B.) If infinity is not a number, we can't do arithmetic on it that makes sense in all context, and so we most definitely can't exponetiate it meaningfully without some fundamentals first. For example,

1. there are some infinite things where arithmetic is defined (in some sense - check out ordinal numbers),
2. There are some things where basic arithmetic does nothing (i.e. $\infty+1=\infty$)
3. There are some infinite thing where you most definitely cannot do arithmetic in the way you are used to (take, for example, the limit concept of infinity from a basic Calculus class)

C) Wolfram Alpha appears to represent a lot of things as $\tilde\infty$ that are ill-defined according to the real-number system you are used to - for example, according to Wolfram Alpha, $\frac{1}{0}=\tilde\infty$, whereas I would say that $\frac{1}{0}$ is undefined. You could stretch this to say that $\frac{1}{0} = \lim_{x\to 0} \frac 1x = \pm\infty$ in the extended-real number system, but this is starting to push things. To really understand what Wolfram Alpha is doing you must first understand the one-point compactification of $\Bbb C$. See my note at the bottom for links and more details.

Notes:

1. It has been pointed out in the comments that I ought to mention that Mathematica/WA use $\tilde\infty$ to represent an infinite magnitude number with no defined phase. This seemed more software dependent, though I get where the the commentator is coming from. I chose to focus on the real number system the OP is likely accustomed to, and focus on the concept of $\infty^\infty$ itself, not the software's interpretation.

2. $\tilde\infty$ does have meaning in some sense - see for example, this Wikipedia page on "one-point compactification". Just imagine the complex plane as a big sheet where we take the edges and pull them all into one point and call it $\infty$. For more information look at the page on the Riemann Sphere. Similarly, $\infty$ can have a defined meaning in certain contexts outside of the scope of this question - see, for example, the Wikipedia page on the Real Projective Line. In these contexts, one could perhaps consider $\infty$ a number. For more on this, see the Wikipedia page "Projectively Extended Real Line".

• Quibble: It's not a real number. What about the point of $RP^1$ with coordinates $(0,1)$ ? – Spencer Dec 31 '16 at 19:26
• The points of $\mathbb RP^1$ are not numbers. @Spencer – Thomas Andrews Dec 31 '16 at 19:27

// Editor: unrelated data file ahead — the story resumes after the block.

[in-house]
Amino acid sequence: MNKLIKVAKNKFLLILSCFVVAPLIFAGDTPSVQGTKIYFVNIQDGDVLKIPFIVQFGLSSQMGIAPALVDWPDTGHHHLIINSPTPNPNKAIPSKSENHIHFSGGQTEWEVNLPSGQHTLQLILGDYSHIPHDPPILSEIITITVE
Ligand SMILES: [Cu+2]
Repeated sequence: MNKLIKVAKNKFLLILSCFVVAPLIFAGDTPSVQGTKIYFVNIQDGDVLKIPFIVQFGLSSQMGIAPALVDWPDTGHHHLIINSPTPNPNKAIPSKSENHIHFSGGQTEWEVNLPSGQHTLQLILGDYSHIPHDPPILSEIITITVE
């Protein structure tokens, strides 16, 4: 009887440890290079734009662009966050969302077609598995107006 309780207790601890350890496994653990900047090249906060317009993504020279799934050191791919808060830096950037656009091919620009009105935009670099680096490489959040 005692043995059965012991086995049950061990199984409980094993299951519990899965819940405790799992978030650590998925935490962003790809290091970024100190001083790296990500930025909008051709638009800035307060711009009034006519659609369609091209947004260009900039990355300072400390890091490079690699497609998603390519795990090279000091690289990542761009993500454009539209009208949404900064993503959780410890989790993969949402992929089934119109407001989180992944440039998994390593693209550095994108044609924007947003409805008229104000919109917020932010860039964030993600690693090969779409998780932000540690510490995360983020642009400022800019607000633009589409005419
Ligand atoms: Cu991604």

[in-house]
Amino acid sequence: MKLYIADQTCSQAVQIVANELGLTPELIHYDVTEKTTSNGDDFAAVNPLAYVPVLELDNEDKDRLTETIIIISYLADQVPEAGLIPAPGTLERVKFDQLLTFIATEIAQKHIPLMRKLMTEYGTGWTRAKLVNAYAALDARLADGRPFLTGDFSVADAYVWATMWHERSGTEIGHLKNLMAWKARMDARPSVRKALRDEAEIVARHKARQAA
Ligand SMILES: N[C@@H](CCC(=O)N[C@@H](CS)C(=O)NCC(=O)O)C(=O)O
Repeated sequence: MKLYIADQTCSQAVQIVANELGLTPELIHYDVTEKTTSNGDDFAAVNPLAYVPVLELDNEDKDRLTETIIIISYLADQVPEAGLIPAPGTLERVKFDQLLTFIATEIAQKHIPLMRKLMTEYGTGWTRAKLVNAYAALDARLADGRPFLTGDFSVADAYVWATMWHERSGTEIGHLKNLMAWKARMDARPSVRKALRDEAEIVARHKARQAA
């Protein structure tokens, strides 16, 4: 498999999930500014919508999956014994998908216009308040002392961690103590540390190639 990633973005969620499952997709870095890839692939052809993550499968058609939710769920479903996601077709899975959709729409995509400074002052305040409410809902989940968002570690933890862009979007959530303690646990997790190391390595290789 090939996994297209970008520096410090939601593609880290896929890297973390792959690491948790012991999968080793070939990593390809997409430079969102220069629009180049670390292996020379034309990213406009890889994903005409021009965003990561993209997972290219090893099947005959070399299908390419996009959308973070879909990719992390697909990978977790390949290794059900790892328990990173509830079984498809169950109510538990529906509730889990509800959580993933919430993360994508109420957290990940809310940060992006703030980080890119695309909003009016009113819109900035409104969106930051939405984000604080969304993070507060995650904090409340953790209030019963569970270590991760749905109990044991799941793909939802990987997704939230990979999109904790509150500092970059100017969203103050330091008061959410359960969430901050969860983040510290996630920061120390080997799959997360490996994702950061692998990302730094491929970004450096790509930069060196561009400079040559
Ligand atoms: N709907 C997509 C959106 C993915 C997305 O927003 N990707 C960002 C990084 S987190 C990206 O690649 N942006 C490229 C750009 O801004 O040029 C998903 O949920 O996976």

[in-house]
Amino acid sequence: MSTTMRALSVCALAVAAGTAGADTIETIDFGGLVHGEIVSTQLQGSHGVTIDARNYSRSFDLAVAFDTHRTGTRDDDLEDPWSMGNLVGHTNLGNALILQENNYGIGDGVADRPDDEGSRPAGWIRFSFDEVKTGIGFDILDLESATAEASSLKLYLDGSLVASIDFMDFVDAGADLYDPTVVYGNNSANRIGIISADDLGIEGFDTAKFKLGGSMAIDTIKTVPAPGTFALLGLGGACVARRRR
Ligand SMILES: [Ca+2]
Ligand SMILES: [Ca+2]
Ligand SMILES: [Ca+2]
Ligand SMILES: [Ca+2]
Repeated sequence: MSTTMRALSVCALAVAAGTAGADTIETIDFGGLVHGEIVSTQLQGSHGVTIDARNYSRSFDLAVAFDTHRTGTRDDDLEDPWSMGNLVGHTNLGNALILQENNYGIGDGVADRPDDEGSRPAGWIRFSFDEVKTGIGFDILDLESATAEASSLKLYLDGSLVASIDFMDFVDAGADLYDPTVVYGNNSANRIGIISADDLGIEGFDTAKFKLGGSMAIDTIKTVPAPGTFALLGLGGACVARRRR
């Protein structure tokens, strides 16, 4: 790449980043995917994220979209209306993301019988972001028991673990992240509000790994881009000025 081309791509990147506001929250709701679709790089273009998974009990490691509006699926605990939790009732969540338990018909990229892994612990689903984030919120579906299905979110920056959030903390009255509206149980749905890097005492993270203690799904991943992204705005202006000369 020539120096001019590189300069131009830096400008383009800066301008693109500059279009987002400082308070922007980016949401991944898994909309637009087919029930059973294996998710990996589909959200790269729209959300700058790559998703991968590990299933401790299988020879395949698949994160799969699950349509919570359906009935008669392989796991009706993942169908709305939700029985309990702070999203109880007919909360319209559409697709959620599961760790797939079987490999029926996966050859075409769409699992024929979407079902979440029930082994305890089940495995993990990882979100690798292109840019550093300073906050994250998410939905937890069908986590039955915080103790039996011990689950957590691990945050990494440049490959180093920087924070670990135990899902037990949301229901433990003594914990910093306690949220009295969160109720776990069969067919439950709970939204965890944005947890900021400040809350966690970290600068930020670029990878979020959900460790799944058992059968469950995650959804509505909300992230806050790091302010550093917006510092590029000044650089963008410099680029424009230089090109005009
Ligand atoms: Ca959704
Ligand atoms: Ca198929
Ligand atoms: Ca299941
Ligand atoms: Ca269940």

• @PatrickStevens I agree with you completely.... I edited my post to reflect this with a note at the end. I attempted to more explain the concept of $\infty^\infty$ and what it could mean instead of what $\tilde\infty$ means according to Mathematica... feel free to post an answer tackling that part of the question! – Brevan Ellefsen Dec 31 '16 at 19:33
• @ThomasAndrews Oh really? One of the answers at math.stackexchange.com/questions/494854/what-is-a-number contradicts this. We could argue at length about what a number is, but it would be beyond the scope of this question. – Spencer Dec 31 '16 at 19:35
• @Spencer Check out this answer of mine, with 44 votes. "Number" is a very loosely defined term, of course - there is no rigorous meaning of the term. For the purposes here, no, the elements of $\mathbb RP^1$ are not "numbers," any more than the elements of $\mathbb RP^3$ are numbers. – Thomas Andrews Dec 31 '16 at 21:46

An interpretation in $\overline{\mathbb{C}}=\mathbb{C}\cup \{\infty\}$ of $\infty^\infty$ is via limits. For example $$\lim_{z\to 0}\left(\frac{1}{|z|}\right)^{\frac{1}{|z|}}\underbrace{=}_{\text{symbolic equality}}\infty^\infty=\infty.$$ Note. $-\infty$ and $+\infty$ don't belong to $\overline{\mathbb{C}}$.

As far as I can tell: When $x$ and $y$ approach positive infinity, Wolfram Alpha assumes they may do so through the complex plane, as long as the arguments (angles) of $x$ and $y$ approach zero.

The argument of $x^{x+i}$ does not converge to any value as $x\to\infty$, even though the arguments of $x$ and $x+i$ go to zero. (This is because the argument is $\ln x$.) Thus, Wolfram Alpha responds with complex infinity (unknown argument) rather than positive infinity.